Susan McGeachie, Co-Founder and Managing Partner
The IPCC’s March 2023 AR6 Synthesis Report estimates that global GHG emissions in 2030, based on Nationally Determined Contributions (NDCs), make it likely that warming will exceed 1.5°C during the 21st century. The IPCC concludes that all global modelled pathways to limit warming to even 2°C require immediate GHG reductions in every sector this decade and the choices and actions implemented over the next seven years will have impacts for thousands of years out. Our window of opportunity, which the IPCC sees rapidly closing, requires urgent improvements in access to financial resources, inclusive governance, and coordinated government policies.
The good news is there is a flurry of activity around climate solutions. The Climate Policy Initiative (CPI) estimates that public and private climate finance has almost doubled between 2011 and 2020. Financial Institutions are offering innovative financing solutions to advance climate action. A handful of the many examples include BMO’s first of its kind financing opportunity for building retrofits, Morgan Stanley’s 1GT climate private equity strategy, and the innovative Symbiotics Group, which connects international investors with companies’ clean energy solutions among other sustainable investments.
The IEA’s 2023 energy technology perspectives report shows that, for every USD 1 spent on fossil fuels today, USD 1.7 is now spent on clean energy, compared to a 1:1 ratio five years ago. The report estimates USD 1.7 trillion will be invested in clean energy in 2023, including renewable power, nuclear, grids, storage, low-emissions fuels, efficiency improvements, and end-use renewables and electrification, with electrification as the primary investment driver.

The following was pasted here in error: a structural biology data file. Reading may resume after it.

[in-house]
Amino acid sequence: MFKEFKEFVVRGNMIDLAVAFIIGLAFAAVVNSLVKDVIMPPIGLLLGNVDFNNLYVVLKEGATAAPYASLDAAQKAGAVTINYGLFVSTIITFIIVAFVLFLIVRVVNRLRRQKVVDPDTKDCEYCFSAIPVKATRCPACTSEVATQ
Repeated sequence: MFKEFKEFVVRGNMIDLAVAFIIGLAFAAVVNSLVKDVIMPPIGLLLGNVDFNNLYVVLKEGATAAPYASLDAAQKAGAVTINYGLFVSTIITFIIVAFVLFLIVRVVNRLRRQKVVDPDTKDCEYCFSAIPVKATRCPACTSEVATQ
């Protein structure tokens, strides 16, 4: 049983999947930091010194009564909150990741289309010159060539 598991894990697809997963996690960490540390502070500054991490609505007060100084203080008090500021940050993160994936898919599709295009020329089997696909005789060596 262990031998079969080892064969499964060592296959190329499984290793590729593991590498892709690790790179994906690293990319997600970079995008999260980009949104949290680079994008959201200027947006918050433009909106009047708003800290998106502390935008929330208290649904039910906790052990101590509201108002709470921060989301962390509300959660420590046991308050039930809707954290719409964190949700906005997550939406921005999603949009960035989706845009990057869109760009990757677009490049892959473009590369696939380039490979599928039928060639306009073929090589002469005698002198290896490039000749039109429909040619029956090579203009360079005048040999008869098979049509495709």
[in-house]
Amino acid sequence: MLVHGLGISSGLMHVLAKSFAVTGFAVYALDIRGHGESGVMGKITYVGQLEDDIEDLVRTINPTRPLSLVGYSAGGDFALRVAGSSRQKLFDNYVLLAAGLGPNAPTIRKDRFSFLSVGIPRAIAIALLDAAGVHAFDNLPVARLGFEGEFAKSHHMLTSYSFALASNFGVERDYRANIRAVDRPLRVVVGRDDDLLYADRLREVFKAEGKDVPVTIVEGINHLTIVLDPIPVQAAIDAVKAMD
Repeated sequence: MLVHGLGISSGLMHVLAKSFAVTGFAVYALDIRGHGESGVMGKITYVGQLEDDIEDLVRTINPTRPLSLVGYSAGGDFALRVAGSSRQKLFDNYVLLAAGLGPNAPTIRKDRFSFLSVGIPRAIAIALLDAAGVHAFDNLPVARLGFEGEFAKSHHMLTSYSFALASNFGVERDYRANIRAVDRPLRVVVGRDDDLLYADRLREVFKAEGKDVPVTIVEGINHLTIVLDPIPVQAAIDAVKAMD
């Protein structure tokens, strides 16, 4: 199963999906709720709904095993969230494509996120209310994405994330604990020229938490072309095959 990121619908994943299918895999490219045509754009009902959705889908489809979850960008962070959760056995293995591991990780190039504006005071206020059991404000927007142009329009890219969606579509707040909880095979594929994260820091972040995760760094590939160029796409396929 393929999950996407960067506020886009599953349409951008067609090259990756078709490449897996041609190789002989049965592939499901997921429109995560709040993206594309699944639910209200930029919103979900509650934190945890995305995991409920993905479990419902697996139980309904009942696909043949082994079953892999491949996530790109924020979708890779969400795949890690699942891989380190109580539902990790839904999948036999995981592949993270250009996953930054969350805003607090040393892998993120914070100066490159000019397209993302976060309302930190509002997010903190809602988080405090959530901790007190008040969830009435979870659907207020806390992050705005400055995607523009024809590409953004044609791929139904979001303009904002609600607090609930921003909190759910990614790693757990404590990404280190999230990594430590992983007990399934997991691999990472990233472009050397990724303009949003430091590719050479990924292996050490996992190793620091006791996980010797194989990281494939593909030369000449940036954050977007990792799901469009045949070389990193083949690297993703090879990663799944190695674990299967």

The bad news is that it’s still not enough. Achieving national climate objectives will require investment in climate solutions to increase at least seven times current levels by the end of this decade, according to CPI. Irena estimates an investment need of USD 35 trillion by 2030 to realize a 1.5°C-aligned energy transition.
One underpinning premise of the book Just Start: Take Action, Embrace Uncertainty, Create the Future is that your job, and even your industry, may disappear and, if we don’t accept this premise, we’re likely to take only half-hearted steps, if any at all, to prepare for the future. Those steps will not be able to lead us to a successful outcome in a world so fundamentally altered. In its 2019 Climate Issue, the Economist wrote that achieving a low carbon transition will require a complete overhaul of the global economy. We can’t undertake an overhaul with incremental change; we need a series of step changes to eliminate emissions from every part of the economy.
The Global Climate Finance Accelerator was created to help be that step change through partnerships and collaboration. By leveraging the expertise of finance, engineering, science, and policy through robust research initiatives, in particular the University of Toronto’s Climate Positive Energy, we strive to accelerate techno-economic analysis and creative financing solutions to advance scientifically aligned and technically viable climate projects, and contribute to the development of tomorrow’s leaders with the interdisciplinary skills required to transform to an equitable, net-zero economy.